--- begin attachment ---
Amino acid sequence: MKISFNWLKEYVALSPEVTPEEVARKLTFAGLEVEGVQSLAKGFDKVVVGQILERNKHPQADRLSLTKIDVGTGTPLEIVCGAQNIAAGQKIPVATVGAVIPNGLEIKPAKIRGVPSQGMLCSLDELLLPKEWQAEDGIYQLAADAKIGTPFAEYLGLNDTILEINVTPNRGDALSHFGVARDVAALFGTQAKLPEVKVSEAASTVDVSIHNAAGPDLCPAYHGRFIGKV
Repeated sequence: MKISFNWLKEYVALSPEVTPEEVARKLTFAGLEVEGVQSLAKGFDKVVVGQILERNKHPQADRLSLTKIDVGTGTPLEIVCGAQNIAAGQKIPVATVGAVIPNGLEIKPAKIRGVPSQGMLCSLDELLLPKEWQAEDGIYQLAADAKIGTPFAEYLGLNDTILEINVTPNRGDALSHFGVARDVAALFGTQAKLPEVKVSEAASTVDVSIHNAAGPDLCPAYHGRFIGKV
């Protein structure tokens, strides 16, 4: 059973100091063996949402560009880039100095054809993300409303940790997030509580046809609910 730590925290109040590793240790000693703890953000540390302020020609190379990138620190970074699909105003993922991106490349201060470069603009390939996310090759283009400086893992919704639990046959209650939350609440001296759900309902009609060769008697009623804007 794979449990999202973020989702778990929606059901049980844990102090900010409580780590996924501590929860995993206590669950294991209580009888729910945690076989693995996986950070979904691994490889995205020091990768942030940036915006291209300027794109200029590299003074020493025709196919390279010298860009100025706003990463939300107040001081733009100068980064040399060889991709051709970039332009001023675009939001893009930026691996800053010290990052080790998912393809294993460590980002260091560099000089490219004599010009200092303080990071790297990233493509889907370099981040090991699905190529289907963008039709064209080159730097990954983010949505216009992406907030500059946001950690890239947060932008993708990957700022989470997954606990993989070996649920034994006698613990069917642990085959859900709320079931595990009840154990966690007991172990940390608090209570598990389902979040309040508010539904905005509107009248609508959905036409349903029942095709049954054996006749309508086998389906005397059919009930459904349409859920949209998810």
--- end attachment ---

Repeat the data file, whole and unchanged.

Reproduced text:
Amino acid sequence: MKISFNWLKEYVALSPEVTPEEVARKLTFAGLEVEGVQSLAKGFDKVVVGQILERNKHPQADRLSLTKIDVGTGTPLEIVCGAQNIAAGQKIPVATVGAVIPNGLEIKPAKIRGVPSQGMLCSLDELLLPKEWQAEDGIYQLAADAKIGTPFAEYLGLNDTILEINVTPNRGDALSHFGVARDVAALFGTQAKLPEVKVSEAASTVDVSIHNAAGPDLCPAYHGRFIGKV
Repeated sequence: MKISFNWLKEYVALSPEVTPEEVARKLTFAGLEVEGVQSLAKGFDKVVVGQILERNKHPQADRLSLTKIDVGTGTPLEIVCGAQNIAAGQKIPVATVGAVIPNGLEIKPAKIRGVPSQGMLCSLDELLLPKEWQAEDGIYQLAADAKIGTPFAEYLGLNDTILEINVTPNRGDALSHFGVARDVAALFGTQAKLPEVKVSEAASTVDVSIHNAAGPDLCPAYHGRFIGKV
């Protein structure tokens, strides 16, 4: 059973100091063996949402560009880039100095054809993300409303940790997030509580046809609910 730590925290109040590793240790000693703890953000540390302020020609190379990138620190970074699909105003993922991106490349201060470069603009390939996310090759283009400086893992919704639990046959209650939350609440001296759900309902009609060769008697009623804007 794979449990999202973020989702778990929606059901049980844990102090900010409580780590996924501590929860995993206590669950294991209580009888729910945690076989693995996986950070979904691994490889995205020091990768942030940036915006291209300027794109200029590299003074020493025709196919390279010298860009100025706003990463939300107040001081733009100068980064040399060889991709051709970039332009001023675009939001893009930026691996800053010290990052080790998912393809294993460590980002260091560099000089490219004599010009200092303080990071790297990233493509889907370099981040090991699905190529289907963008039709064209080159730097990954983010949505216009992406907030500059946001950690890239947060932008993708990957700022989470997954606990993989070996649920034994006698613990069917642990085959859900709320079931595990009840154990966690007991172990940390608090209570598990389902979040309040508010539904905005509107009248609508959905036409349903029942095709049954054996006749309508086998389906005397059919009930459904349409859920949209998810």